Parents—especially moms—are stressed about child care. Worried about how much longer they will have to juggle steak knives in navigating the compression of work and family. Worried about whether their kid's daycare will still even exist when it's time to go back. Worried about what happens if school doesn't open in the fall but their workplaces do.

Now there's something parents can do about it.

A coalition of 17 major childcare organizations have come together to launch ChildCareRelief.org, an effort with the singular purpose of ensuring the childcare industry gets dedicated funding when Congress comes back to negotiate the next round of federal aid in response to the pandemic. Childcare is the actual backbone of the American economy. Childcare advocates are asking for at least $50 billion.

This level of funding would be a stark contrast from the CARES Act, in which childcare got only $3.5 billion (compare this to the airline industry, which got $25 billion), while many care providers were boxed out of receiving small business loans.

And it's not going to happen without parents blowing up their Representatives' and Senators' phone lines.

This isn't just about care for infants and toddlers. A large number of childcare providers serve school-aged children since the school day is laughably misaligned with the work day. For instance, a full third of children who benefit from childcare subsidy dollars—nearly 450,000 kids—are ages 6 to 12. With child cares opening on a very different timeline than schools, and with many summer camps closed, childcare providers may become critically important sources of care and education for elementary schoolers. In other words, you don't have to have a kid in diapers for your life to be impacted by the disintegration of America's childcare system.

It's difficult to overstate the size of the parent constituency. There are 20 million kids under age five in this country, the majority of which normally receive some amount of paid care. Another 27 million children are between ages 5 and 11, many of whom rely on child care before and after school. Count up the parents and grandparents of those 47 million kids (to say nothing of the aunts and uncles and godparents and…), and you've got a force to be reckoned with.

Parents are like the water built up behind a dam, a lake of potential energy waiting to be unleashed with enough power to literally reshape entire landscapes. And it's time to break-dam-in-case-of-emergency. It's mama bear time. It's papa bear time. It's time to channel all that pent-up stress.

Someone is messing with your kids. Here's how you stop it:

Elected officials are creatures of incentive, and if parents don't get up in arms when their daycares get scraps, there isn't much of an incentive to change course.

Text CARE to 747-464, or call 1-888-523-8974, and get connected to your Congresspeople. Tell them you expect and demand that childcare receives at least $50 billion in dedicated funding (and ideally the $100 billion that would both rescue the industry and start building a better one—the system certainly wasn't working before coronavirus!). Tell them you will be watching, and your vote in November will hinge on them getting this done.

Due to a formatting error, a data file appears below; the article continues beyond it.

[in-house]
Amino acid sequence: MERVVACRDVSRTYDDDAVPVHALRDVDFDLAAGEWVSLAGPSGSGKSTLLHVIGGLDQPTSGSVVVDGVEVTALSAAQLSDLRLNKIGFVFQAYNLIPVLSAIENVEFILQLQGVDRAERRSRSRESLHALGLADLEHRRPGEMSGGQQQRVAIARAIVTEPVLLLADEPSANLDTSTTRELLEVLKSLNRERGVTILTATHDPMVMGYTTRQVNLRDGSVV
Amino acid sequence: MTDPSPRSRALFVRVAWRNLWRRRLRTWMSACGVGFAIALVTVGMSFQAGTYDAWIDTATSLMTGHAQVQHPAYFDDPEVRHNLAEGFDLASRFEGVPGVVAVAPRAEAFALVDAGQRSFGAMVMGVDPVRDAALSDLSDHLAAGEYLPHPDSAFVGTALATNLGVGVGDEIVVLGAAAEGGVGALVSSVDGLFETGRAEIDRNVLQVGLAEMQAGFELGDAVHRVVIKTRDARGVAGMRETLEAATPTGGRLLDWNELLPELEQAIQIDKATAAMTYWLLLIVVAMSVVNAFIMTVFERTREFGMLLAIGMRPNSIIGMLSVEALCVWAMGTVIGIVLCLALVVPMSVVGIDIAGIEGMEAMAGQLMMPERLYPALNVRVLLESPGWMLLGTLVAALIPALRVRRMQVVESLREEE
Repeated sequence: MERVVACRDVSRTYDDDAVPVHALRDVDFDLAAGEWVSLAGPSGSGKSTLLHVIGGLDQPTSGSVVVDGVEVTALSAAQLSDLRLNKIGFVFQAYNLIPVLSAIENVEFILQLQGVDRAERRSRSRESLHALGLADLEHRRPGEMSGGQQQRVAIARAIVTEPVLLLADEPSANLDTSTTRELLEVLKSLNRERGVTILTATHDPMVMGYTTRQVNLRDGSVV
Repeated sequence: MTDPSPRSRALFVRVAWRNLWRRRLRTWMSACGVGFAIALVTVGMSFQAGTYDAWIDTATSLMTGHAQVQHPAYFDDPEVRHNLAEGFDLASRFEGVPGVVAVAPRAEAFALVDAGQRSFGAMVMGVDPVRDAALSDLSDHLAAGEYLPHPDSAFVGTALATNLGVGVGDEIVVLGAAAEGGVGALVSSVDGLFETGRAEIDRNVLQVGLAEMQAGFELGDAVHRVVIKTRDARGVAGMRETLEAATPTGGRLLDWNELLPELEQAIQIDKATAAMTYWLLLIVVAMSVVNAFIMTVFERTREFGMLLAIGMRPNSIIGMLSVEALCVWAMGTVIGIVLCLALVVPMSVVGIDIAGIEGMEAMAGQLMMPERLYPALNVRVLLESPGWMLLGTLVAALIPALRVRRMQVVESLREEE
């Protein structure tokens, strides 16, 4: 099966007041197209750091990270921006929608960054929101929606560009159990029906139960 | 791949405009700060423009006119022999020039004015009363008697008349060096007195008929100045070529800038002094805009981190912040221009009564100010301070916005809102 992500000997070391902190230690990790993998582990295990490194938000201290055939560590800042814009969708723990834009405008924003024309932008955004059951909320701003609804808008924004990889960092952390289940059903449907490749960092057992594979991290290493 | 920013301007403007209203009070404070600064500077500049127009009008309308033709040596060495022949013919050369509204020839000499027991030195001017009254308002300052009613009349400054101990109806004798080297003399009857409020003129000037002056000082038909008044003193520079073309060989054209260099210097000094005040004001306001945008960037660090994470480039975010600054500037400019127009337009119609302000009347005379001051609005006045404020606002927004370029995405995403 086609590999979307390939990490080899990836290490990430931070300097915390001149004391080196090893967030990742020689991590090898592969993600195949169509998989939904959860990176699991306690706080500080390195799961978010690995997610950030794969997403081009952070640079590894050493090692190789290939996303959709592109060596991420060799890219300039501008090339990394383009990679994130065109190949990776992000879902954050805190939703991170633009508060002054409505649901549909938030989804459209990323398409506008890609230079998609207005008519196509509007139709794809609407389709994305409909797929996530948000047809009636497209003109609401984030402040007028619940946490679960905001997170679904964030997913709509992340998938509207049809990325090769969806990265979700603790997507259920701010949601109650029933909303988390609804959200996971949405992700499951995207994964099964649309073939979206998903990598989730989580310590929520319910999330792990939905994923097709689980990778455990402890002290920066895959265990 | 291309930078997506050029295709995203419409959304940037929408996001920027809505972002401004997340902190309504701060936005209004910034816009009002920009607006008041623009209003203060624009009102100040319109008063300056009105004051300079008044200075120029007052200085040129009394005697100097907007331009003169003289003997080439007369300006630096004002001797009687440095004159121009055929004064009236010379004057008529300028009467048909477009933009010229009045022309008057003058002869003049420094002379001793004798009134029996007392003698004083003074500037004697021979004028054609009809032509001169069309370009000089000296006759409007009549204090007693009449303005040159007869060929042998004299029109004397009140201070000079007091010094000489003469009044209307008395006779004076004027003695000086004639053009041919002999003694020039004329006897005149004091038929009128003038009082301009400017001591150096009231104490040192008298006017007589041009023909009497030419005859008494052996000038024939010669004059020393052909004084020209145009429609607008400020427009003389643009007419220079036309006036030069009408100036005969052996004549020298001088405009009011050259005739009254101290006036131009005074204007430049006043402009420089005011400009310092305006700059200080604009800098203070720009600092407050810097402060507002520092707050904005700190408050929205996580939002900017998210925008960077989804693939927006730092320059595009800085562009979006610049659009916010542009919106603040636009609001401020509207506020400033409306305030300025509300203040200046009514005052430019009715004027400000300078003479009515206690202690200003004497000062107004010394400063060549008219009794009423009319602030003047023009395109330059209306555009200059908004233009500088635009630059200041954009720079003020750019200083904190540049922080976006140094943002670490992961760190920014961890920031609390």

Then sic grandma and grandpa on them. This is also a time to rally the troops through all those parent Facebook groups and text chains. Parent social networks are strong, and they offer a real chance to add on action steps to the (invaluable!) sharing of tips and clothes and vents. The beauty of this particular topic is that it veers away from the big-P Political: supporting childcare is among the most bipartisan and uncontentious of questions.

To say parents are busy right now is like saying that it's inconvenient to have all the playgrounds closed: an almost insulting understatement. As the father of a 3-year-old and a 5-year-old, I am acutely aware of the demands on parental time. Taking the time to save childcare, however, is how we carve a path ahead to some semblance of balance, even if the scales look rather different for a while. Let Congress hear the parents of America roar.

Raising a mentally strong kid doesn't mean he won't cry when he's sad or that he won't fail sometimes. Mental strength won't make your child immune to hardship—but it also won't cause him to suppress his emotions.

In fact, it's quite the opposite. Mental strength is what helps kids bounce back from setbacks. It gives them the strength to keep going, even when they're plagued with self-doubt. A strong mental muscle is the key to helping kids reach their greatest potential in life.

But raising a mentally strong kid requires parents to avoid the common yet unhealthy parenting practices that rob kids of mental strength. In my book, 13 Things Mentally Strong Parents Don't Do, I identify 13 things to avoid if you want to raise a mentally strong kid equipped to tackle life's toughest challenges:

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